Spending on single-family construction declined 2.6% in October as private residential construction spending fell for the fifth consecutive month, according to an analysis by the NAHB. Despite the monthly declines, the annual pace of spending, $887.2 billion, is 8.6% higher compared with a year ago.

The monthly decline is largely attributed to lower spending on single-family construction. Single-family construction spending dropped 2.6% in October, after a decline of 2.7% in September. Compared to a year ago, it is 5.4% lower. High mortgage rates, flagging housing demand, and supply-chain disruptions have put a damper on the housing market.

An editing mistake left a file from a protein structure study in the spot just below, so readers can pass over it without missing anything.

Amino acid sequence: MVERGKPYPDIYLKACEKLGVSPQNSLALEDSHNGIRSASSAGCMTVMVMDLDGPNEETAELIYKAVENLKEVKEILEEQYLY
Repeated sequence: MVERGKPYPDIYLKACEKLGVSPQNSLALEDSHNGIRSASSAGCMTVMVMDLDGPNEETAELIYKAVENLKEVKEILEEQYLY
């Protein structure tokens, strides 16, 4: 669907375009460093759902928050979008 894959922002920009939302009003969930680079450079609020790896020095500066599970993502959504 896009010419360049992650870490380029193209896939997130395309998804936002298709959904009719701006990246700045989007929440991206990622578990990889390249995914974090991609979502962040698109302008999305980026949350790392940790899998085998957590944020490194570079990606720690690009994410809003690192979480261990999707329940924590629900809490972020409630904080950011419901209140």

Multifamily construction spending edged up by 0.6% in October, after an increase of 0.64% in September.

The NAHB construction spending index illustrates how construction spending on single-family has slowed since early 2022 under the pressure of supply-chain issues and elevated interest rates. Multifamily construction held steady in recent months, while improvement spending has increased pace since early 2019. Before the COVID-19 crisis hit the U.S. economy, single-family and multifamily construction spending experienced solid growth from the second half of 2019 to February 2020, followed by a quick post-covid rebound since July 2020.

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